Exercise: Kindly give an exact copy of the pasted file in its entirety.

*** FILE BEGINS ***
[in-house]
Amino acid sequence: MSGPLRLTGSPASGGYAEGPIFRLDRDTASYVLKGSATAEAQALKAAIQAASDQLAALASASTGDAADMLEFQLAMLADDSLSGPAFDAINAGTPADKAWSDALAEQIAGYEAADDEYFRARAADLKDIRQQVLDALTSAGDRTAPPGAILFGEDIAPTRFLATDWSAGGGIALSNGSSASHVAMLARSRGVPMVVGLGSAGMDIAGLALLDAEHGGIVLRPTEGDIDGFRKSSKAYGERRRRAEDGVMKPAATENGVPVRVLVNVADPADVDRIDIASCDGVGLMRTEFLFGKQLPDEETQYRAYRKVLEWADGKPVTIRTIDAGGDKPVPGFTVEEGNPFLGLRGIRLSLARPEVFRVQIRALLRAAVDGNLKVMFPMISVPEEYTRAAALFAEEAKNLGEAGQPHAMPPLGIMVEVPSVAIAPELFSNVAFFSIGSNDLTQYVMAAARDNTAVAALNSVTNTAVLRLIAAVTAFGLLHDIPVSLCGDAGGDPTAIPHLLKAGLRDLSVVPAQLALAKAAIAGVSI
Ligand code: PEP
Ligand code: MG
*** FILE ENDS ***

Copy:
[in-house]
Amino acid sequence: MSGPLRLTGSPASGGYAEGPIFRLDRDTASYVLKGSATAEAQALKAAIQAASDQLAALASASTGDAADMLEFQLAMLADDSLSGPAFDAINAGTPADKAWSDALAEQIAGYEAADDEYFRARAADLKDIRQQVLDALTSAGDRTAPPGAILFGEDIAPTRFLATDWSAGGGIALSNGSSASHVAMLARSRGVPMVVGLGSAGMDIAGLALLDAEHGGIVLRPTEGDIDGFRKSSKAYGERRRRAEDGVMKPAATENGVPVRVLVNVADPADVDRIDIASCDGVGLMRTEFLFGKQLPDEETQYRAYRKVLEWADGKPVTIRTIDAGGDKPVPGFTVEEGNPFLGLRGIRLSLARPEVFRVQIRALLRAAVDGNLKVMFPMISVPEEYTRAAALFAEEAKNLGEAGQPHAMPPLGIMVEVPSVAIAPELFSNVAFFSIGSNDLTQYVMAAARDNTAVAALNSVTNTAVLRLIAAVTAFGLLHDIPVSLCGDAGGDPTAIPHLLKAGLRDLSVVPAQLALAKAAIAGVSI
Ligand code: PEP
Ligand code: MG